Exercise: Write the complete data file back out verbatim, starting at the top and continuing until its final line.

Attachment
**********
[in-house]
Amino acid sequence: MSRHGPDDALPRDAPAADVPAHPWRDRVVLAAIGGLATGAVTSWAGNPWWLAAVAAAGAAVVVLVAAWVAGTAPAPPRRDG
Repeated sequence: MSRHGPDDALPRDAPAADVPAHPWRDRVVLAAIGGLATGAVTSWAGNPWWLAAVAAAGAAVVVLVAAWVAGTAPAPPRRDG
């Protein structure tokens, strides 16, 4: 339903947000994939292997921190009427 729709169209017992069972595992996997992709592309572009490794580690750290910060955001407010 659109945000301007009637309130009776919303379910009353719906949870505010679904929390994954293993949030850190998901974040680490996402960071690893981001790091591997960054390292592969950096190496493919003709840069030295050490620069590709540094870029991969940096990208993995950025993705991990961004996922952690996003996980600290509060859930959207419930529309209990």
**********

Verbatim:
[in-house]
Amino acid sequence: MSRHGPDDALPRDAPAADVPAHPWRDRVVLAAIGGLATGAVTSWAGNPWWLAAVAAAGAAVVVLVAAWVAGTAPAPPRRDG
Repeated sequence: MSRHGPDDALPRDAPAADVPAHPWRDRVVLAAIGGLATGAVTSWAGNPWWLAAVAAAGAAVVVLVAAWVAGTAPAPPRRDG
């Protein structure tokens, strides 16, 4: 339903947000994939292997921190009427 729709169209017992069972595992996997992709592309572009490794580690750290910060955001407010 659109945000301007009637309130009776919303379910009353719906949870505010679904929390994954293993949030850190998901974040680490996402960071690893981001790091591997960054390292592969950096190496493919003709840069030295050490620069590709540094870029991969940096990208993995950025993705991990961004996922952690996003996980600290509060859930959207419930529309209990």